It isn’t going to win me many friend with students, but I have to say that Yair Listokin is basically right: Statistics Should be Mandatory for Law Students. I’ve long believed that statistics should be a near-prerequisite for law school, and if you haven’t had before law school we should offer it for credit, and encourage — maybe even require — students to take it.
Meanwhile, if you’re an undergraduate thinking of going to law school, may I point you to my FAQ about going to law school, which for many years has included this advice:
If you really want to be a good lawyer, I don’t personally recommend
majoring in anything directly related to law as an undergraduate, or even
taking courses in
it. That includes “Juvenile Justice”. Colleges always teach the stuff “wrong”
from the point of view of a lawyer – maybe right from the point of view
of a cop or probation officer or something, but wrong from the point of
view of someone who needs to work with law rather than recite it. So you
will start out behind the other students since you will have to ‘unlearn’
what you think you know. Really.
Far, far, better to major in something that teaches you about the world:
history, economics, literature, math or even art. You will get all the
law you need in law school – why waste college getting a 3rd-rate version
of it? Why not get the stuff that makes you a well informed person, and
thus a much better lawyer in the long run.
The only rule that over-rides the one above is: major in what you like
best. Because ultimately you will get the best grades in what you like
best, and grades count! A lot. A whole lot. Especially if you are not going
to college at a very high prestige Ivy League or similar school.
If possible – it’s not essential – I’d try to take the following courses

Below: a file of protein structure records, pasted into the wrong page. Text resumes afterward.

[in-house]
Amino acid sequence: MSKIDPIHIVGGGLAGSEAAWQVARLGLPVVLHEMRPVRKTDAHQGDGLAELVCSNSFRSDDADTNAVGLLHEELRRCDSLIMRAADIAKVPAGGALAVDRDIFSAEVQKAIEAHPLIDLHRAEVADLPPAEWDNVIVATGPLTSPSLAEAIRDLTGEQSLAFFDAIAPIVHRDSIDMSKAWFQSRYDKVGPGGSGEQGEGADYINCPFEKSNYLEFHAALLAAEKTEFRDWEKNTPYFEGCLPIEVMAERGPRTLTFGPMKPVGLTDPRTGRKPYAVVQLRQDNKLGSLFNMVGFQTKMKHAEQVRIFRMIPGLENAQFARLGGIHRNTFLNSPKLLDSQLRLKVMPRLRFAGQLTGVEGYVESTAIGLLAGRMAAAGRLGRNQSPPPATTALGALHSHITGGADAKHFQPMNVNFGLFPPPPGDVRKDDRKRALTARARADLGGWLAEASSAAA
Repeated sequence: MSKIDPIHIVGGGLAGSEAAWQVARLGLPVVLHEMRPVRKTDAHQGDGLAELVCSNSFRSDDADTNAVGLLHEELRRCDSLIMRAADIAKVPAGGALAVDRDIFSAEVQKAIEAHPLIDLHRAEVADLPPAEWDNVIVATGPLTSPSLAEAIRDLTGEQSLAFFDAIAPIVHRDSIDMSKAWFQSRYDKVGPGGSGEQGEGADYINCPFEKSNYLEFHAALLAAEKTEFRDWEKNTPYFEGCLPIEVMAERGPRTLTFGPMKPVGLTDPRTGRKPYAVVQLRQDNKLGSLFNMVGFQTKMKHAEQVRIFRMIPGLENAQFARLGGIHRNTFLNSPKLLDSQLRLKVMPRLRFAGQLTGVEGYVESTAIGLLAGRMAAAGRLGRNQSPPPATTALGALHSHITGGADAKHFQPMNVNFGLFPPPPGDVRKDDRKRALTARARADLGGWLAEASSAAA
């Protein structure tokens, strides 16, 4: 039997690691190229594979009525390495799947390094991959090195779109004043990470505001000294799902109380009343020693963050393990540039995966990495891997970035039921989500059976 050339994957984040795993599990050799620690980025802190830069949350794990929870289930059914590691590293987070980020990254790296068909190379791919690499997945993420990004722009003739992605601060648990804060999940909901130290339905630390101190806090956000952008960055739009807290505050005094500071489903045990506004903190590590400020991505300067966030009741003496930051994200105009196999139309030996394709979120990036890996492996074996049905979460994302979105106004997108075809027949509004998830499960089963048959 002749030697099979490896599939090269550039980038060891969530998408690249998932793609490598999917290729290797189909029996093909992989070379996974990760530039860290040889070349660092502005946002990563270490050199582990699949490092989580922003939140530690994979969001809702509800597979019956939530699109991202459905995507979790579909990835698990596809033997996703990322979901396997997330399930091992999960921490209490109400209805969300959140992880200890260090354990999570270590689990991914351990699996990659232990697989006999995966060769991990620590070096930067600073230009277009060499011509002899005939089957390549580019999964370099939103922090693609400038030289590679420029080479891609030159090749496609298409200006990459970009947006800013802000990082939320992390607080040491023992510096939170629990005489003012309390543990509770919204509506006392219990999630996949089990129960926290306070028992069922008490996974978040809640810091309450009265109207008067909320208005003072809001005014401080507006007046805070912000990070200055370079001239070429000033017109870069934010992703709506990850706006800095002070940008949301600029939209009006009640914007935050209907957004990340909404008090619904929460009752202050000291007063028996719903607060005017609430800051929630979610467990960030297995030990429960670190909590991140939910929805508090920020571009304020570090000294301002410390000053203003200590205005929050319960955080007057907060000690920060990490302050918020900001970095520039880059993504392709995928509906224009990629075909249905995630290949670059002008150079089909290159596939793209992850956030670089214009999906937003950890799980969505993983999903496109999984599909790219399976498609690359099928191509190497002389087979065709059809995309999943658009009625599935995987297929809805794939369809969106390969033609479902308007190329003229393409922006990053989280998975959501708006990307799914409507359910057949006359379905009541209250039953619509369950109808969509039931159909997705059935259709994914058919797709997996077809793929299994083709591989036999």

at some point regardless of what you major in:
- two semesters of economics
- at least one Intro to Philosophy and/or Political Philosophy
- as much US history as you can stand (law is about context, and precedents
must be understood in the context of their times)
- a course that covers the structure of the US political/governmental system
Big bonus points if you can manage a course in basic statistics.
I also **very** highly recommend you subscribe to a first-rate national
newspaper and read it every day (your college may have a student discount
deal). You will learn essential information about the political and legal
system without even realizing how much you are learning. The New York Times
is the best, but if your interests are more business oriented then the
Wall St. Journal or the Financial Times are ok too. Local papers don’t
really have enough national and international news to cut it.
Get the above under your belt and you are really ready for law school!
Incidentally, UM Law has a very good page for people thinking about law school, 28
Critical Questions about law school. (There used to be 29 of them, but one seems to have gone non-critical.) They even give the answers, which shows it is about law school rather than being like law school…